Not everyone is a Tableau guru, at least not yet. To help Tableau rookies, we’re starting from square one with the Tableau Essentials blog series. The series is intended to be an easy-to-read reference on the basics of using Tableau Software, particularly Tableau Desktop. Since there are so many cool features to cover in Tableau, the series will include several different posts.
A bullet graph is a very powerful way to compare data against historical performance or pre-assigned thresholds. As you’ll see, we can include a lot of information in a small space with this type of chart that is also Tableau’s answer to those looking for a gauge or meter visualization. A bullet graph is similar to a standard bar graph except that there is a distribution showing progress towards a goal behind the bar. Like a standard bar graph, a bullet graph can be presented either horizontally or vertically.
Here are the different components of a mark within a bullet graph:
In the image above, the dark gray bar represents actual performance while the red reference line is a goal. The underlying distribution range has been set to identify 60% and 80% goal completion. The example above shows that the current revenue is well above the reference line goal, indicating that this year’s performance was stronger than the previous one. Wondering if you can edit the look of a reference line or edit the distribution you want to display? When in doubt, right-click! Right-click on the axis to add (and if needed, edit) reference lines and distributions!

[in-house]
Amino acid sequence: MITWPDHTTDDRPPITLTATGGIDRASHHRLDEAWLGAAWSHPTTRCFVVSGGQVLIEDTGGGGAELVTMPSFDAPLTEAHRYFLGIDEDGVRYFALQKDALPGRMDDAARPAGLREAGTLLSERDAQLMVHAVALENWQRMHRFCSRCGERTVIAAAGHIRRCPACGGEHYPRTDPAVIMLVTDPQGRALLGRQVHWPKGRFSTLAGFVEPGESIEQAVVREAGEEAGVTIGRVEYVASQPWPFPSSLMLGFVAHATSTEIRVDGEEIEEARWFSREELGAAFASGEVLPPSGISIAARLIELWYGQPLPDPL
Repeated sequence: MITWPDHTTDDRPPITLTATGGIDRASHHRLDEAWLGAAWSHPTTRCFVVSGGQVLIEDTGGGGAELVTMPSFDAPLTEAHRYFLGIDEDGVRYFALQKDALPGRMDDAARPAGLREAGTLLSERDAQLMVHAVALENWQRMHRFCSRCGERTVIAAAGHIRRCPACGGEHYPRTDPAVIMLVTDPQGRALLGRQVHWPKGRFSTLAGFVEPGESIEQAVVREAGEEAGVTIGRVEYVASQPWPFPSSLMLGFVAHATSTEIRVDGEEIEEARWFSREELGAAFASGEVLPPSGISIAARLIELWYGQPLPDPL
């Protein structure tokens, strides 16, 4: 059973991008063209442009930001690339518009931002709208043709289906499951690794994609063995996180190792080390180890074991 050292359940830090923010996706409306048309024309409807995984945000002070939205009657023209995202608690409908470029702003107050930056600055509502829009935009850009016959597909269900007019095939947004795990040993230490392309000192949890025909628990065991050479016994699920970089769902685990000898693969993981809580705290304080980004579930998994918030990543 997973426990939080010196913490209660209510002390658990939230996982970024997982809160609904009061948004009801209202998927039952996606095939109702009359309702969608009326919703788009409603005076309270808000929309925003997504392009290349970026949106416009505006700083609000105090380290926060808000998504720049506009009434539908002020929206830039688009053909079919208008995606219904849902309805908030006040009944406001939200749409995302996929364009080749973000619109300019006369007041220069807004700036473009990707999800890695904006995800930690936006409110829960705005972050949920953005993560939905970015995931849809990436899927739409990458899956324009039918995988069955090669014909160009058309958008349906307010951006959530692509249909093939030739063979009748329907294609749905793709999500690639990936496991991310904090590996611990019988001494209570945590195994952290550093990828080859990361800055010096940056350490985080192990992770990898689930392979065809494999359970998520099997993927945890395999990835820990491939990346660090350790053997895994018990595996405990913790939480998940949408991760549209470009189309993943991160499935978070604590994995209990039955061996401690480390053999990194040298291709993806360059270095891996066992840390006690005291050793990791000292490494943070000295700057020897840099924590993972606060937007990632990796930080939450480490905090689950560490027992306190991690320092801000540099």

Here’s a more detailed view of how we can use a bullet graph to display a lot of information in a compact space using the Sample Coffee Chain data source that comes with your installation of Tableau Desktop:
Here, we can see actual sales values (the bars) for various product types in each market and the corresponding sales goal (the line) for each. I added a distribution for each bar to show 25%, 50% and 75% of the Budget Sales. Looking to further enhance your use of a bullet graph? Color the bars based on whether or not the actual values meet their respective goals (create a simple calculated field to determine whether the goal is met or not, and drop that field on the Color shelf). Note the use of the space in the worksheet title to include a bit of context — bars in orange have not met the Budget Sales goal.
The bullet graph adds a new level to the standard bar graph with the ability to compare against a goal. When you’ve got the appropriate fields selected in the Data window (hold down CTRL and click on multiple fields to select several at once), the Show Me button will do most of the work setting up your bullet graph. You can also do it manually by clicking on the measure axis and selecting Add Reference Line and Add Reference Distribution.
Other Chart Types
Here is the complete list of chart types from the Show Me menu. Be sure to check back often as we continue to release new articles in each chart type in this sub-series.
- Text Table (Crosstab)
- Heat Map
- Highlight Table
- Symbol Map
- Filled Map
- Pie Chart
- Horizontal Bar Chart
- Stacked Bar Chart
- Side-by-Side Bar Chart
- Circle View
- Side-by-Side Circle View
- Line Charts (Continuous & Discrete)
- Dual-Line Chart (Non-Synchronized)
- Area Charts (Continuous & Discrete)
- Scatter Plot
- Box-and-Whisker Plot
- Gantt Chart
- Bullet Graph
- Packed Bubbles
More Tableau Essentials
Want to learn more about Tableau? We have several posts outlining all of Tableau’s fantastic features. Check out the full list on our Tableau Essentials blog channel.
As always, let us know if you have any questions or comments about this post or Tableau in general. If you’re looking for personalized training or help with something bigger, contact us directly!